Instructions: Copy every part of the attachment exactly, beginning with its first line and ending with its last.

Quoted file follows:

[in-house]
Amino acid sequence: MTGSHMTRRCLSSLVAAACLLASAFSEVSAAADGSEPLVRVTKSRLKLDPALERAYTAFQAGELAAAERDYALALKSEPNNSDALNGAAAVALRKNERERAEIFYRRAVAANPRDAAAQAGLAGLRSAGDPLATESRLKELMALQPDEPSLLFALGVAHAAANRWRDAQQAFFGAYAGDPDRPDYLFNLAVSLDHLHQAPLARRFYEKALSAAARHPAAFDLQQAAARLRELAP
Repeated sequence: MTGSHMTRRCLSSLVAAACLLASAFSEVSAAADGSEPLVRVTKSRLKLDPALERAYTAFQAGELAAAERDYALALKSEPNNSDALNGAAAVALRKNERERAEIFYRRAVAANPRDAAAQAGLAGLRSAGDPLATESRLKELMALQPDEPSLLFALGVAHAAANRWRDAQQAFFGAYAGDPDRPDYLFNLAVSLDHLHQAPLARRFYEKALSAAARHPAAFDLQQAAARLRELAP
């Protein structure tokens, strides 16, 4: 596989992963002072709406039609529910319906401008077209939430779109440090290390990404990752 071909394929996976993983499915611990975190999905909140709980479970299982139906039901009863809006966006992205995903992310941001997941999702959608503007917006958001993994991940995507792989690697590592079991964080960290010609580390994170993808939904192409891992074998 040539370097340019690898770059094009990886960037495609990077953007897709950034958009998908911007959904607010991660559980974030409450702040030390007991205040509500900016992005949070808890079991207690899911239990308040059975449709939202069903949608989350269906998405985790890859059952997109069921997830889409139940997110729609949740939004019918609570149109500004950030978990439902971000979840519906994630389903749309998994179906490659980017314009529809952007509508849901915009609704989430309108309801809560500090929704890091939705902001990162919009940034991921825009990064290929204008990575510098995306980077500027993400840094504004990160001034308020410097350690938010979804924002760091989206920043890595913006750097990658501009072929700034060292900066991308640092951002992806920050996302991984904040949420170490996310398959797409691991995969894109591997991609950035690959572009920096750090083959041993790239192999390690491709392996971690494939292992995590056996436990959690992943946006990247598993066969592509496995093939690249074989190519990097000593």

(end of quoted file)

[in-house]
Amino acid sequence: MTGSHMTRRCLSSLVAAACLLASAFSEVSAAADGSEPLVRVTKSRLKLDPALERAYTAFQAGELAAAERDYALALKSEPNNSDALNGAAAVALRKNERERAEIFYRRAVAANPRDAAAQAGLAGLRSAGDPLATESRLKELMALQPDEPSLLFALGVAHAAANRWRDAQQAFFGAYAGDPDRPDYLFNLAVSLDHLHQAPLARRFYEKALSAAARHPAAFDLQQAAARLRELAP
Repeated sequence: MTGSHMTRRCLSSLVAAACLLASAFSEVSAAADGSEPLVRVTKSRLKLDPALERAYTAFQAGELAAAERDYALALKSEPNNSDALNGAAAVALRKNERERAEIFYRRAVAANPRDAAAQAGLAGLRSAGDPLATESRLKELMALQPDEPSLLFALGVAHAAANRWRDAQQAFFGAYAGDPDRPDYLFNLAVSLDHLHQAPLARRFYEKALSAAARHPAAFDLQQAAARLRELAP
């Protein structure tokens, strides 16, 4: 596989992963002072709406039609529910319906401008077209939430779109440090290390990404990752 071909394929996976993983499915611990975190999905909140709980479970299982139906039901009863809006966006992205995903992310941001997941999702959608503007917006958001993994991940995507792989690697590592079991964080960290010609580390994170993808939904192409891992074998 040539370097340019690898770059094009990886960037495609990077953007897709950034958009998908911007959904607010991660559980974030409450702040030390007991205040509500900016992005949070808890079991207690899911239990308040059975449709939202069903949608989350269906998405985790890859059952997109069921997830889409139940997110729609949740939004019918609570149109500004950030978990439902971000979840519906994630389903749309998994179906490659980017314009529809952007509508849901915009609704989430309108309801809560500090929704890091939705902001990162919009940034991921825009990064290929204008990575510098995306980077500027993400840094504004990160001034308020410097350690938010979804924002760091989206920043890595913006750097990658501009072929700034060292900066991308640092951002992806920050996302991984904040949420170490996310398959797409691991995969894109591997991609950035690959572009920096750090083959041993790239192999390690491709392996971690494939292992995590056996436990959690992943946006990247598993066969592509496995093939690249074989190519990097000593």